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Key to families | Table of families and genera
Indexes to all accepted names and synonyms:
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Annual to shrub, some aquatic. Leaf: basal or cauline, alternate or opposite (whorled), simple, entire to dentate or lobed, venation generally pinnate; stipules 0. Inflorescence: raceme, spike, or flowers axillary in 1–few-flowered clusters; flowers few to many, each subtended by 1 bract. Flower: unisexual or bisexual, radial or bilateral; sepals 4–5, generally fused at base; corolla 4–5-lobed, scarious or not, persistent or not, generally 2-lipped, upper lip generally 2-lobed, lower generally 3-lobed, spur present or not, tube sac-like at base or not; stamens 2 or 4, alternate corolla lobes, epipetalous, staminode 0 or 1–2, anthers opening by 2 slits; ovary superior, 2–4-chambered, style 1, stigma lobes 0 or 2. Fruit: generally a capsule, septicidal, loculicidal, circumscissile, or dehiscing by terminal slits or pores.
110 genera, ± 2000 species: worldwide, especially temperate. [Angiosperm Phylogeny Group 1998 Ann Missouri Bot Gard 85:531–553; Olmstead et al. 2001 Molec Phylogen Evol 16:96–112] Veronicaceae sensu Olmstead et al. Recently treated to include Callitrichaceae, Hippuridaceae, and most non-parasitic California genera of Scrophulariaceae (except Buddleja, Limosella, Mimulus, Myoporum, Scrophularia, Verbascum). California Maurandya moved to Holmgrenanthe and Maurandella. Limnophila ×ludoviciana Thieret an occasional agricultural weed in rice fields. Hebe ×franciscana (Eastw.) Souster, Hebe speciosa (R. Cunn.) Andersen only cultivated. —Scientific Editors: Robert Patterson, Bruce G. Baldwin.
Key to Plantaginaceae
Perennial herb, rhizomed. Leaf: basal, deciduous to persistent, long-petioled; blade ovate to round, base acute to cordate, tip acute to rounded, margin serrate, some deeply cut to pinnately lobed. Inflorescence: scapose; axillary raceme fusiform to conical, dense to open; flowers 5–100, bracts subtending flowers or not. Flower: bilateral; sepals 2–4, fused laterally; petals 3–4 or 0, fused basally, bell-shaped [2-lipped], blue to purple-blue or white; stamens 2, epipetalous, exserted; stigmas 2, fused, minutely capped, ovules 2–16. Fruit: loculicidal, laterally flattened, notched at tip. Seed: flattened front-to-back or ± cupped, oval; coat net-like, brown.Key to Synthyris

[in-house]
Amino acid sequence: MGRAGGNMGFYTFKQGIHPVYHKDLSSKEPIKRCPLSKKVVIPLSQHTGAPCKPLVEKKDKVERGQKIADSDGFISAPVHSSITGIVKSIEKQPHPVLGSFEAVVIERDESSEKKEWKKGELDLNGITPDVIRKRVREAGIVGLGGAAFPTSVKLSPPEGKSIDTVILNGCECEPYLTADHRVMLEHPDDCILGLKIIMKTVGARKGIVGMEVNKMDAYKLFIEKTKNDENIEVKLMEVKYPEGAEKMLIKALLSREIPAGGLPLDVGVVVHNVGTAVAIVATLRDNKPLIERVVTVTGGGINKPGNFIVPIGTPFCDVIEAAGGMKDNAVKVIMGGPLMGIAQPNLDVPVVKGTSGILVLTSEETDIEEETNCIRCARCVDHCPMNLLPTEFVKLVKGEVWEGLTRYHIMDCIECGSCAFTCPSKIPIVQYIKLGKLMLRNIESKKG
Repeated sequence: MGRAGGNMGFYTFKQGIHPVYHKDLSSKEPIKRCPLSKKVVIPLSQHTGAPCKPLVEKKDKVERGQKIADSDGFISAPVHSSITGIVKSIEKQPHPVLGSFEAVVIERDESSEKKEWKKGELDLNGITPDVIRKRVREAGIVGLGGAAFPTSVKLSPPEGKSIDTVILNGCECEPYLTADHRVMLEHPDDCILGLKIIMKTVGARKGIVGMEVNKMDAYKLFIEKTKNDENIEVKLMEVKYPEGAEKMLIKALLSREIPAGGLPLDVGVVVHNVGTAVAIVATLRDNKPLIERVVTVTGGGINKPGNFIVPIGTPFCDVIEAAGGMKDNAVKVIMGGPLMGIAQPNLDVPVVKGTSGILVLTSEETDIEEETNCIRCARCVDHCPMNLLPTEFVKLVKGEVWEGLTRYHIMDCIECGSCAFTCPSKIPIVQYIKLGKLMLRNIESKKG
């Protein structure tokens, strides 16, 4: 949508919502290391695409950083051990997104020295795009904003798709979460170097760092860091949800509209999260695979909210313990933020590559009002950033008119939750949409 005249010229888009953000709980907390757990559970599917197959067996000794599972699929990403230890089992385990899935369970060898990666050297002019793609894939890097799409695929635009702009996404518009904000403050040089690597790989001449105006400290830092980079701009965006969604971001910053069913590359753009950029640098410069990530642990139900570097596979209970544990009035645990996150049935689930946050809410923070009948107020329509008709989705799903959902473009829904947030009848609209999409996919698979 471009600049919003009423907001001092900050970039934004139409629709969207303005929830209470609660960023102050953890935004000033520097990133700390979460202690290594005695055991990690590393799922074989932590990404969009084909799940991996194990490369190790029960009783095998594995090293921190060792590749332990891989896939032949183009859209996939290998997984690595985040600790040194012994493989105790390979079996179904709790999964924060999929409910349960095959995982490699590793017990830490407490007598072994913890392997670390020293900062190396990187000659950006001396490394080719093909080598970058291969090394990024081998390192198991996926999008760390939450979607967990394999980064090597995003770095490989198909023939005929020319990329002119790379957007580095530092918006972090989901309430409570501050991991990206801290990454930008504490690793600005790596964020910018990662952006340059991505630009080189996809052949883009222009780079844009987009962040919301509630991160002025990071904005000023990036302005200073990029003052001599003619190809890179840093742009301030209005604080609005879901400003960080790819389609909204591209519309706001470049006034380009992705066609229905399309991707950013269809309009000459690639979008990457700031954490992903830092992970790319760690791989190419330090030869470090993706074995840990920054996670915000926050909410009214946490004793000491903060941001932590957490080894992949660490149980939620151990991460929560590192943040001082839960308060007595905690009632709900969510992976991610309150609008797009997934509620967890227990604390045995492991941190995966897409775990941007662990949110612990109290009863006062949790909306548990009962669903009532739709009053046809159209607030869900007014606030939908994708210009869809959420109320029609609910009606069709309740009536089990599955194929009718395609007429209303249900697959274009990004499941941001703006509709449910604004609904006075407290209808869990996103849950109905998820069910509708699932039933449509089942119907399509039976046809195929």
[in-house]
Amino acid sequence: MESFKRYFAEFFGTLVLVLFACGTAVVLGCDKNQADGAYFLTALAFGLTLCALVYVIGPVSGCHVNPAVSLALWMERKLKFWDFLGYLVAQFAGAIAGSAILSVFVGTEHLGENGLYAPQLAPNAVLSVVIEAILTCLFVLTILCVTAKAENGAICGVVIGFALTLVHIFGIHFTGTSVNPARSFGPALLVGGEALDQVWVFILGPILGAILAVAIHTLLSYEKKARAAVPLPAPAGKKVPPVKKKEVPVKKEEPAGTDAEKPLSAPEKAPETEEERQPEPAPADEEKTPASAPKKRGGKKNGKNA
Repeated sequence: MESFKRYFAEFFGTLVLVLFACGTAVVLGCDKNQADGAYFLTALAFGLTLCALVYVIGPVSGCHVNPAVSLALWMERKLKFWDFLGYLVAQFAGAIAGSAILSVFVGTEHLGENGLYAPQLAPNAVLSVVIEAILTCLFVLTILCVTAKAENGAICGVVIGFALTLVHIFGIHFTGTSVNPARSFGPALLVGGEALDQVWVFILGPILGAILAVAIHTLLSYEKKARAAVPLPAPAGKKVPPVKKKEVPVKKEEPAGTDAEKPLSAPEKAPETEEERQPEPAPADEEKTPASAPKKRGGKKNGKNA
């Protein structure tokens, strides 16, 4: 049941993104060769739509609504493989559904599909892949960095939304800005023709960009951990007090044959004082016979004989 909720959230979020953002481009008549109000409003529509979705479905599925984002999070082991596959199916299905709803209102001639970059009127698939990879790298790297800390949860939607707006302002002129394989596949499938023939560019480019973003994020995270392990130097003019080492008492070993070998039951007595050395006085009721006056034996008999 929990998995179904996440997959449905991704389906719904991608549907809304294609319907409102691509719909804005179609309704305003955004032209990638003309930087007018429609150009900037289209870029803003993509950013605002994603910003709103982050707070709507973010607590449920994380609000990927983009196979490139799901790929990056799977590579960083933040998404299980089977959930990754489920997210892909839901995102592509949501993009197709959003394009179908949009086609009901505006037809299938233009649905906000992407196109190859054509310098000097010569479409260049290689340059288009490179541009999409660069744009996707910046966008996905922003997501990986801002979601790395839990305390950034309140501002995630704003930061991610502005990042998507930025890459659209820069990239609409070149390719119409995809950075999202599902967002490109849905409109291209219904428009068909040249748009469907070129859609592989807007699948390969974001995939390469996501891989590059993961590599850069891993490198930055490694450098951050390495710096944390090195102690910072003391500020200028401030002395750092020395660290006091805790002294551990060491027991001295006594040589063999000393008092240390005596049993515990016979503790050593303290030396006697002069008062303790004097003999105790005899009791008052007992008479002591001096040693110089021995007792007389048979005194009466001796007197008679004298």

19 species: North America. (Greek: united door, from basally united valves of fruit)
Leaf: petiole <= 13 cm; blade <= 7.5 cm, <= 8.5 cm wide, widely ovate, base lobed, tip obtuse to rounded. Inflorescence: raceme, curved to reclining on soil in fruit, <= 18 cm; flowers < 15. Flower: corolla <= 10 mm, blue, tube long-soft-wavy-hairy; filaments <= 9 mm; style <= 11 mm; ovules 4. Fruit: <= 4 mm, <= 9 mm wide; sparsely hairy. Seed: slightly cupped.
2n=24. Moist forest; < 1500 m. Northwestern California, San Francisco Bay Area; to Washington. Feb–Jun [Online Interchange]
Unabridged note: Expanded author citation: Synthyris reniformis (Douglas ex Benth.) Benth.
Previous taxon: Synthyris missurica subsp. missurica
Next taxon: Tonella
Citation for the whole project: Jepson Flora Project (eds.) 2013. Jepson eFlora, http://ucjeps.berkeley.edu/IJM.html, accessed on Dec 8 2013
Citation for this treatment: [Author of taxon treatment] 2012. Synthyris, in Jepson Flora Project (eds.) Jepson eFlora, http://ucjeps.berkeley.edu/cgi-bin/get_IJM.pl?tid=45996, accessed on Dec 8 2013
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© 2003 Craig Smith
|Bioregions in which Synthyris reniformis occurs||Markers link to CCH specimen records. If the markers are obscured, reload the page [or change window size and reload]. Yellow markers indicate records that may provide evidence for eFlora range revision or may have georeferencing or identification issues.|
Chart based on elevation range in eFlora and elevations and coordinates of CCH records.
Data provided by the participants of the Consortium of California Herbaria.
Note: About half of the CCH records include both elevation and coordinates.
| Data provided by the participants of the Consortium of California Herbaria.
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